NASA LCLUC Yamal Synthesis:
Land-cover and Land-use Changes on the Yamal Peninsula, Russia

A synthesis of remote-sensing studies, ground observations and modeling to understand the social-ecological consequences of climate change and resource development on the Yamal Peninsula, Russia and relevance to the circumpolar Arctic

Nenets camp

Program Description

The overarching goals of the NASA Land-Cover and Land-Use Change (LCLUC) project are to establish a research transect along the Eurasia Arctic bioclimate gradient to examine the interactions between sea-ice, climate, permafrost and the social ecological systems of the region. The project is using remote-sensing technologies to examine how the terrain and anthropogenic factors of reindeer herding and resource development, combined with the climate variations on the Yamal Peninsula, affect the spatial and temporal patterns of permafrost and vegetation change and how those changes are in turn affecting traditional herding by indigenous people of the region. The Eurasia Arctic Transect traverses the five Arctic bioclimate subzones of the Yamal Peninsula and Franz Josef Land of Russia and offers a maritime comparison to the the more continental North America Arctic Transect. The work is also part of the Northern Eurasia Earth Science Partnership Initiative (NEESPI). It addresses the NEESPI science questions regarding local and hemispheric effects of anthropogenic changes to land use and climate in northern Eurasia.

The primary goals of the LCLUC Yamal Synthesis project are to 1) develop a better understanding of variations in Arctic ecological systems along the Eurasia and Circumpolar Arctic climate gradient to aid in interpretation of remotely sensed imagery, and 2) develop remote-sensing tools that can be used for adaptive management that will help Arctic people, government agencies and policy makers predict and adapt to impending rapid climate change and rapid resource development. Read more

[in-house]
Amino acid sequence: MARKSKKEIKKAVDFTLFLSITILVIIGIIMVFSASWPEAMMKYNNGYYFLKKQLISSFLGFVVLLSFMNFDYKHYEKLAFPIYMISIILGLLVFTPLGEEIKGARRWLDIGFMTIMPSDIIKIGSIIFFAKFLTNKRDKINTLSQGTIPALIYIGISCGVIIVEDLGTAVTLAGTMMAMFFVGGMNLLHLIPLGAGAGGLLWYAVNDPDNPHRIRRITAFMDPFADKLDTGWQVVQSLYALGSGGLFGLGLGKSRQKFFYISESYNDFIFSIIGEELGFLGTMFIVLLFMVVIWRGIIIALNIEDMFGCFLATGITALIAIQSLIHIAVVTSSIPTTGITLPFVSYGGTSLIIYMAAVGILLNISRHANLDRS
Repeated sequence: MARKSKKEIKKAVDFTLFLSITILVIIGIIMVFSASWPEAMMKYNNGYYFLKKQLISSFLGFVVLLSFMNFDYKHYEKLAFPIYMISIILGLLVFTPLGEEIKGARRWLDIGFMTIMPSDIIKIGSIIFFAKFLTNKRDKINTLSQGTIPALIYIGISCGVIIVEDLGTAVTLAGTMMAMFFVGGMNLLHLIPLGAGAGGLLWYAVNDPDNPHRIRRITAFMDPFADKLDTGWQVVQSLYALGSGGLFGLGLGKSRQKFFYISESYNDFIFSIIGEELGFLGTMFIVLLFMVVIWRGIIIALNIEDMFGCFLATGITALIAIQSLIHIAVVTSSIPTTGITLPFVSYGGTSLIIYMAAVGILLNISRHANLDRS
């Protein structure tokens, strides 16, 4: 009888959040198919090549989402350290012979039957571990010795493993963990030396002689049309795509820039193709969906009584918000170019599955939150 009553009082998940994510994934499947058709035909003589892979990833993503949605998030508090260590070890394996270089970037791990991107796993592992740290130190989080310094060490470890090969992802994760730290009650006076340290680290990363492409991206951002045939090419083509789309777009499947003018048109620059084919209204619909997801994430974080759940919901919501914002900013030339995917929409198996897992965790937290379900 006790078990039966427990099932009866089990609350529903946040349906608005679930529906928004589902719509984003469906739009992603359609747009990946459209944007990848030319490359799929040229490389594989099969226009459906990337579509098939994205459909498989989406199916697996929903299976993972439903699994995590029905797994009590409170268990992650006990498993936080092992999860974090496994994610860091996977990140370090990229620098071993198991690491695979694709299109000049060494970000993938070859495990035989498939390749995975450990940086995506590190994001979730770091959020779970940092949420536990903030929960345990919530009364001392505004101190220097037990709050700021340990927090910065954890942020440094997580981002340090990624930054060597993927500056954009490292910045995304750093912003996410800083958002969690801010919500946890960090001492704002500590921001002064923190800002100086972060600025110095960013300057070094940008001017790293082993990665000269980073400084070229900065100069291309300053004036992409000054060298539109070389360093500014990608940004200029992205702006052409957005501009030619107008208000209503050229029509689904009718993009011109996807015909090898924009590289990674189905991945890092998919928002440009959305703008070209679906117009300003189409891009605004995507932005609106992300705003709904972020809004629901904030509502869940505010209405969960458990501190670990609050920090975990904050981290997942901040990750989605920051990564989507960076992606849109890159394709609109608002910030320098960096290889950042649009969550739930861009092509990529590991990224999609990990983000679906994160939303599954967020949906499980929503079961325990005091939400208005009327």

Funded by NASA Grant No. NNX14AD90G, NNX09AK56G, and NNG6GE00A. More information at Institute of Arctic Biology Research (Search by Keyword: "Yamal")

Recent Publications & Events

Rapid Arctic Transitions due to Infrastructure and Climate (RATIC): A contribution to ICARP III The Rapid Arctic Transitions due to Infrastructure and Climate (RATIC) initiative is a forum for developing and sharing new ideas and methods to facilitate the best practices for assessing, responding to, and adaptively managing the cumulative effects of Arctic infrastructure and climate change. This white paper is provided as input to the Third International Conference on Arctic Research Planning (ICARP III). Read the report

Landscape and Permafrost Changes in the Prudhoe Bay Oilfield: Forty-six years after the discovery of oil at Prudhoe Bay, we are still learning about the ecological consequences of large-scale infrastructure expansion and the impacts of climate change in ice-rich permafrost environments. The Alaska Geobotany Center's new publication documents the most recent assessment of the long-term effects of oilfield roads on landcover and permafrost. Read the report

Data from the 2014 Field Season: Infrastructure-Thermokarst-Soil-Vegetation Interactions at Lake Colleen Site A, Prudhoe Bay, Alaska. Read the report | Download data

Arctic Report Card: Update for 2014: Epstein H.E. U.S. Bhatt, M.K. Raynolds, D.A. Walker, P.A. Bieniek, C.J. Tucker, J. Pinzon, H. Zeng, G.J. Jia, K.C. Guay, S.J. Goetz: Tundra Greenness [in Arctic Report Card 2014], www. arctic. noaa. gov/reportcard.

Rapid Arctic Transitions Related to Infrastructure and Climate Change (RATIC) Workshop at Arctic Change 2014. Ottawa, ON December 8-12. Arctic Change 2014

ArcticBiomass Workshop, Fairbanks, AK September 2-3, 2014: 21 participants from USA, Norway, Finland, UK and EU-Joint Research Cetner in Italy.